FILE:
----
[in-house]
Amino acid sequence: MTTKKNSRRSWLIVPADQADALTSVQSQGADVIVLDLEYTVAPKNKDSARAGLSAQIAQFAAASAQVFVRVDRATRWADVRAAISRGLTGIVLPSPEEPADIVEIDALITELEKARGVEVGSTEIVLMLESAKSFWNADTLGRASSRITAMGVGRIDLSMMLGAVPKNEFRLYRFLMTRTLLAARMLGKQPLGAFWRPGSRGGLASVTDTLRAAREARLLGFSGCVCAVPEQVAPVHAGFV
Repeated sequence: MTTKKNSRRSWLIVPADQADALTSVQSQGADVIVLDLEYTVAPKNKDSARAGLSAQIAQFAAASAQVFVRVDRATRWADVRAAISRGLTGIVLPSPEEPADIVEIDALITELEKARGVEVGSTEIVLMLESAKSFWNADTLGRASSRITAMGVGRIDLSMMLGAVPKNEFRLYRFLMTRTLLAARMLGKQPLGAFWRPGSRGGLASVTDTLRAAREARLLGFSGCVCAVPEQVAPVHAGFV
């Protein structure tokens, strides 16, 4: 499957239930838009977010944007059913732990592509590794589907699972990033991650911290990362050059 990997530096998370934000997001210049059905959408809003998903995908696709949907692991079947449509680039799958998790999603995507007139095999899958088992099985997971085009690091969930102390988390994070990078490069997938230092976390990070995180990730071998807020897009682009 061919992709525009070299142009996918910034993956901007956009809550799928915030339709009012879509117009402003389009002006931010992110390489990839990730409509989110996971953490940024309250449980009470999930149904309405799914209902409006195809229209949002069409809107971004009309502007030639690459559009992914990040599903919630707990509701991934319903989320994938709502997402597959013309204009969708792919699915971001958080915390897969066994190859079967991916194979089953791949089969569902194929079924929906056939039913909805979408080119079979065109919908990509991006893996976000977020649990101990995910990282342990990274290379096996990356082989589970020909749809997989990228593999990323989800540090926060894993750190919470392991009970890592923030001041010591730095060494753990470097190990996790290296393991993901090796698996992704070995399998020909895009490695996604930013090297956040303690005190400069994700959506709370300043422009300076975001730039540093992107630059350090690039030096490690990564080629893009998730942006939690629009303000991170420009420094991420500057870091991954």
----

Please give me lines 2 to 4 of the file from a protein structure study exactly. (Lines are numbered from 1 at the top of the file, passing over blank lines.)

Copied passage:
Amino acid sequence: MTTKKNSRRSWLIVPADQADALTSVQSQGADVIVLDLEYTVAPKNKDSARAGLSAQIAQFAAASAQVFVRVDRATRWADVRAAISRGLTGIVLPSPEEPADIVEIDALITELEKARGVEVGSTEIVLMLESAKSFWNADTLGRASSRITAMGVGRIDLSMMLGAVPKNEFRLYRFLMTRTLLAARMLGKQPLGAFWRPGSRGGLASVTDTLRAAREARLLGFSGCVCAVPEQVAPVHAGFV
Repeated sequence: MTTKKNSRRSWLIVPADQADALTSVQSQGADVIVLDLEYTVAPKNKDSARAGLSAQIAQFAAASAQVFVRVDRATRWADVRAAISRGLTGIVLPSPEEPADIVEIDALITELEKARGVEVGSTEIVLMLESAKSFWNADTLGRASSRITAMGVGRIDLSMMLGAVPKNEFRLYRFLMTRTLLAARMLGKQPLGAFWRPGSRGGLASVTDTLRAAREARLLGFSGCVCAVPEQVAPVHAGFV
């Protein structure tokens, strides 16, 4: 499957239930838009977010944007059913732990592509590794589907699972990033991650911290990362050059 990997530096998370934000997001210049059905959408809003998903995908696709949907692991079947449509680039799958998790999603995507007139095999899958088992099985997971085009690091969930102390988390994070990078490069997938230092976390990070995180990730071998807020897009682009 061919992709525009070299142009996918910034993956901007956009809550799928915030339709009012879509117009402003389009002006931010992110390489990839990730409509989110996971953490940024309250449980009470999930149904309405799914209902409006195809229209949002069409809107971004009309502007030639690459559009992914990040599903919630707990509701991934319903989320994938709502997402597959013309204009969708792919699915971001958080915390897969066994190859079967991916194979089953791949089969569902194929079924929906056939039913909805979408080119079979065109919908990509991006893996976000977020649990101990995910990282342990990274290379096996990356082989589970020909749809997989990228593999990323989800540090926060894993750190919470392991009970890592923030001041010591730095060494753990470097190990996790290296393991993901090796698996992704070995399998020909895009490695996604930013090297956040303690005190400069994700959506709370300043422009300076975001730039540093992107630059350090690039030096490690990564080629893009998730942006939690629009303000991170420009420094991420500057870091991954």